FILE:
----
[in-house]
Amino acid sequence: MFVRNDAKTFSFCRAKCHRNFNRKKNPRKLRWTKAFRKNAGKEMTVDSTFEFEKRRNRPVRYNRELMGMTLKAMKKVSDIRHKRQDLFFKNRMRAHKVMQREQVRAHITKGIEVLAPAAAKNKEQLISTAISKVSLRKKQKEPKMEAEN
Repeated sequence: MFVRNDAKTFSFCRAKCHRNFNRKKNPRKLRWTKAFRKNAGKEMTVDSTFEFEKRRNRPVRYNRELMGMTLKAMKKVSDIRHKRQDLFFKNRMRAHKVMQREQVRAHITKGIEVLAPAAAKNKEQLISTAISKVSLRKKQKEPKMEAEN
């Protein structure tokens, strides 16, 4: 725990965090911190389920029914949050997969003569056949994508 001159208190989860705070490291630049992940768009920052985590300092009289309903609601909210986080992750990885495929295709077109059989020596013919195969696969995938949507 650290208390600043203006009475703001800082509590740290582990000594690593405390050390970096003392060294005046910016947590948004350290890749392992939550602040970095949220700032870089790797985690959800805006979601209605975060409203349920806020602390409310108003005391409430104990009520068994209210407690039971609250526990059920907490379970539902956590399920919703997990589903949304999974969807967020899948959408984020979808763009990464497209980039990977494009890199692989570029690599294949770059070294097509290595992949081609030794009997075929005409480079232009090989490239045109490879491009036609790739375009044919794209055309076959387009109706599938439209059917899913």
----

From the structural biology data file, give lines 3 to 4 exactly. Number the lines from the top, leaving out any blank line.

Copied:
Repeated sequence: MFVRNDAKTFSFCRAKCHRNFNRKKNPRKLRWTKAFRKNAGKEMTVDSTFEFEKRRNRPVRYNRELMGMTLKAMKKVSDIRHKRQDLFFKNRMRAHKVMQREQVRAHITKGIEVLAPAAAKNKEQLISTAISKVSLRKKQKEPKMEAEN
């Protein structure tokens, strides 16, 4: 725990965090911190389920029914949050997969003569056949994508 001159208190989860705070490291630049992940768009920052985590300092009289309903609601909210986080992750990885495929295709077109059989020596013919195969696969995938949507 650290208390600043203006009475703001800082509590740290582990000594690593405390050390970096003392060294005046910016947590948004350290890749392992939550602040970095949220700032870089790797985690959800805006979601209605975060409203349920806020602390409310108003005391409430104990009520068994209210407690039971609250526990059920907490379970539902956590399920919703997990589903949304999974969807967020899948959408984020979808763009990464497209980039990977494009890199692989570029690599294949770059070294097509290595992949081609030794009997075929005409480079232009090989490239045109490879491009036609790739375009044919794209055309076959387009109706599938439209059917899913």